G.I. Joe is as much of a doll as Barbie. But gendered marketing tells children that action figures and dolls are somehow different.
Logan Everett, the first boy doll to be produced by the American Girl brand, made his public debut in February.
Parents eager to raise girls and boys who will consider themselves each other’s equals have high hopes for this trailblazing toy, but analysts are skeptical that Logan will succeed where other dolls, male and female, have fallen short.
Since the 1970s, parents committed to flexible gender roles have wanted dolls to teach their boys to be good caretakers — nurturing and kind — but boys have balked. This isn’t surprising, as American popular culture continues to express ideals of femininity and masculinity that are at odds with blurring gender binaries.
Best-selling toys for boys — such as erector sets, Lego blocks, and “action figures” — are designed to inspire rugged individualism and cultivate an interest in science, construction, and the military.
G.I. Joe, of course, is as much of a doll as Barbie. But gendered marketing tells children that action figures and dolls are somehow different.
In recent years, some parents have protested this division, arguing that large retailers like Target shouldn’t separate toy aisles by gender. After an Ohio mother’s tweet showing “building sets” and “girls’ building sets” at Target went viral, the chain changed its organization and signage, no longer dividing toys or household items by gender.
But the reality of gendered expectations hasn’t caught up with these good intentions.
While young women are outperforming young men in college admissions, and educated young women are even earning more than men in their 20s, the wage gap kicks in hard when women reach their 30s — when they decide to start families.
The enduring assumption that women, not men, will curtail their workplace ambitions in order to care for children — a stereotype linked to dolls for girls — holds them back.
Dolls are, like all toys, a tool adults use to teach children values. In the mid-nineteenth century, manufactured dolls taught girls about sewing and fashion. They were well dressed, meant for looking at rather than playing with. But once the sewing machine and the mass production of affordable clothing shifted sewing work outside the home, dolls were created that taught a different set of skills. The new baby dolls, some of which cried and even wet their diapers, became a way to teach girls how to take care of babies.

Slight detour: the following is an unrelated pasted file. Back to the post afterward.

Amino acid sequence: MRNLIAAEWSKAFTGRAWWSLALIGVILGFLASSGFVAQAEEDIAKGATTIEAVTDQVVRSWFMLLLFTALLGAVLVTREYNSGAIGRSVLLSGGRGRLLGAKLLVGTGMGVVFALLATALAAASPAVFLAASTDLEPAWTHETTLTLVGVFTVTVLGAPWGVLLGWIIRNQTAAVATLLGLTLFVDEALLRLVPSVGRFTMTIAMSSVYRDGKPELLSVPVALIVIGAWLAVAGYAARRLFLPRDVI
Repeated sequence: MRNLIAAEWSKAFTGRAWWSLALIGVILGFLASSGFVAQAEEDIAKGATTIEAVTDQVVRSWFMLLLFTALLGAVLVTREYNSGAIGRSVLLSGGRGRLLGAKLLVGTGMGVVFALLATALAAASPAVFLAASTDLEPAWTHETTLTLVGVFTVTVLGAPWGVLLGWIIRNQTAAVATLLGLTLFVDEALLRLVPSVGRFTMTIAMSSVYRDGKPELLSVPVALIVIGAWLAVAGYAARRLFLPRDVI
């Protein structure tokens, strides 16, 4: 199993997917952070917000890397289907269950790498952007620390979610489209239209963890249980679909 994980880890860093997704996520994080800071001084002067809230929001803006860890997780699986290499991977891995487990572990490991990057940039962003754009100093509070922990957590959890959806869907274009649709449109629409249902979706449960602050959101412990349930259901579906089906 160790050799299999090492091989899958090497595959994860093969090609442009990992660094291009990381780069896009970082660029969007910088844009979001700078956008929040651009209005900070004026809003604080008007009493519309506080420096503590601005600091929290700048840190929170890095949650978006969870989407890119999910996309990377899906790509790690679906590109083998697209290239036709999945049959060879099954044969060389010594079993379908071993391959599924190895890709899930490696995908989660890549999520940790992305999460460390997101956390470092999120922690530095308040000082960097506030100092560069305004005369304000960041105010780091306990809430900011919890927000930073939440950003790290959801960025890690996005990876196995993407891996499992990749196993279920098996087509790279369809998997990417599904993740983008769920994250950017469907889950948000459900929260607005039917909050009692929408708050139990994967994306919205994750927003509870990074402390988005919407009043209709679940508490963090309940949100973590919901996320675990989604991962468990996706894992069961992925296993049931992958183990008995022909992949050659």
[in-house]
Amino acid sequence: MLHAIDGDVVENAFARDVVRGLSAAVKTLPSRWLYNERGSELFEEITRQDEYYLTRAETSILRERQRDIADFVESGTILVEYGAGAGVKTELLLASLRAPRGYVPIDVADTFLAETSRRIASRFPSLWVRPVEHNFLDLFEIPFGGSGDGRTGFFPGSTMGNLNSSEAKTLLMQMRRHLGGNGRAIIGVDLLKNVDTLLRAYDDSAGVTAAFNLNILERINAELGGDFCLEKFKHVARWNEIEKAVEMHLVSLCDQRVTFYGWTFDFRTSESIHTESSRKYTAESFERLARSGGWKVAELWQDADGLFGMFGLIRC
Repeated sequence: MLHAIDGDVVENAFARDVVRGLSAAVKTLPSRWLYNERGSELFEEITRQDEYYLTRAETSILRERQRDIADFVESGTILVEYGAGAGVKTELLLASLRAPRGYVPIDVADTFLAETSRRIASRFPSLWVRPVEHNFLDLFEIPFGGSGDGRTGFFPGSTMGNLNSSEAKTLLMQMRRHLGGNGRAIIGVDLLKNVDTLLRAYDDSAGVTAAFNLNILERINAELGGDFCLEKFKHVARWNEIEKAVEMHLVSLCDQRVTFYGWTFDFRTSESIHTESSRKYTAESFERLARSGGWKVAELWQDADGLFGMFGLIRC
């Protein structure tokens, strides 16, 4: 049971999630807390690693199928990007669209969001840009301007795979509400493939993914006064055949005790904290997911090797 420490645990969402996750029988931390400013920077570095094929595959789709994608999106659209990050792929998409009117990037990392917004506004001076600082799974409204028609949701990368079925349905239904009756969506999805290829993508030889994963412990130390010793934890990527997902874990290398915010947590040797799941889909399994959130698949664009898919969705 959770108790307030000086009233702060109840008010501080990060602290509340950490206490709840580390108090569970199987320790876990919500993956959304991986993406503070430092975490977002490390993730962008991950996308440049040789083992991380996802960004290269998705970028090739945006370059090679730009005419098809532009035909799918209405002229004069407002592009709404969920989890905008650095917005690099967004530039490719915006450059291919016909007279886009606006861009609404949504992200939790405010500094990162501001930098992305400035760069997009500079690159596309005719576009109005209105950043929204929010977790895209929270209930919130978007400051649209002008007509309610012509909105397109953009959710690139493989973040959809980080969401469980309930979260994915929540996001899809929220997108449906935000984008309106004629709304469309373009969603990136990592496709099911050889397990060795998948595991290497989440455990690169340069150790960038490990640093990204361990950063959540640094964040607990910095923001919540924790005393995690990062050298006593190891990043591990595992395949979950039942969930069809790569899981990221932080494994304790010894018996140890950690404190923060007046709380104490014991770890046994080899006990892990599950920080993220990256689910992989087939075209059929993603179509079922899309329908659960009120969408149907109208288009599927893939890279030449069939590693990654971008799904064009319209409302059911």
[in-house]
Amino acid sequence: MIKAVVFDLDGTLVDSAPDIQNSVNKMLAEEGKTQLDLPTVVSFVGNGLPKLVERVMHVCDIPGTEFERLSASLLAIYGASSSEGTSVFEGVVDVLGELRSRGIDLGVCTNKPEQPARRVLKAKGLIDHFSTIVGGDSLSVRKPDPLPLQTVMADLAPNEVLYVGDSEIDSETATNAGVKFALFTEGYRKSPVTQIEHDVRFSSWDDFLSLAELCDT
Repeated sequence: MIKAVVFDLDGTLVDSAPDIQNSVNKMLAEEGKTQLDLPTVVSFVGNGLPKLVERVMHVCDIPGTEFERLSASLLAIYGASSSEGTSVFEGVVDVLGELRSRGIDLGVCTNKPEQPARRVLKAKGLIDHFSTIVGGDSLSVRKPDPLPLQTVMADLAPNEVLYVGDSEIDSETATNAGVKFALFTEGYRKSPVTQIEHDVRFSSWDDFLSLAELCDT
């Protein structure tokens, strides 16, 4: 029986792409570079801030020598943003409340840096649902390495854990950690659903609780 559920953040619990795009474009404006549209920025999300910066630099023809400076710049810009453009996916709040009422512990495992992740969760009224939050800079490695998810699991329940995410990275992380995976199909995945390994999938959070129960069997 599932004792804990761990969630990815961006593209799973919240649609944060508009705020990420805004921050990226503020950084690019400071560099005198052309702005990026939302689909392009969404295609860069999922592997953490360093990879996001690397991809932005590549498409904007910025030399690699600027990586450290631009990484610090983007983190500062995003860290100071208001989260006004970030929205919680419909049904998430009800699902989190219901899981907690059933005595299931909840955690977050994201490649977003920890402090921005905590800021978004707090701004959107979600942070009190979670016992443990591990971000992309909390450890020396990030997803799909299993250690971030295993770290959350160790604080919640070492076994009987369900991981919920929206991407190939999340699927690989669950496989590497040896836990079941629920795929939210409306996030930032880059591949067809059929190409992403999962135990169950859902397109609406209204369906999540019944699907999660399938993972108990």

But in the 1950s a new kind of doll burst onto the scene. Mattel’s Barbie introduced the concept of the doll as a girl’s best friend.
The American Girl line fits squarely into this doll-as-pal model. But, at least in their earliest incarnation, they came with a mildly feminist slant. Their inventor, Pleasant Rowland, created the dolls after a trip to Colonial Williamsburg led her to think that dolls with an interesting backstory might inspire girls to learn about history.
Felicity from Colonial Williamsburg, World War II-era Molly, pioneer Kirsten, and Victorian orphan Samantha taught young girls about the past and demonstrated how women pushed back against the stereotypical expectations of their eras. Unlike Barbie — who until recently seemed to live for fashion and dates with boyfriend Ken — the American Girl dolls had projects to accomplish as patriots, journalists, and more.
What Logan adds into this mix is an invitation for girls to be friends with boys.
According to the American Girl narrative, Logan plays the drums in his friend Tenney Grant’s band and “challenges her to broaden her sound.” As the mother of two daughters, I hope Logan challenges the girls who play with him to broaden their own sound. The possibility that a boy could be a friend — not a Ken-style boyfriend, but a real friend — opens the door to reciprocity of expectations. And if Logan is really a friend, he will not brag about assaulting girls, in the locker room or anywhere else.
If boys take to Logan and learn that caring for others is men’s work too, that would be great. But, since no other boy doll has pulled this off, the real gain may be more subtle. By fueling friendship between boys and girls, it might help teach a generation that people are more than their bodies, more than objects of sexual attraction — and always worthy of respect.
Amy Shuffelton is Assistant Professor of Cultural and Educational Policy Studies at Loyola University Chicago. She is a fellow in The OpEd Project’s Public Voices Greenhouse.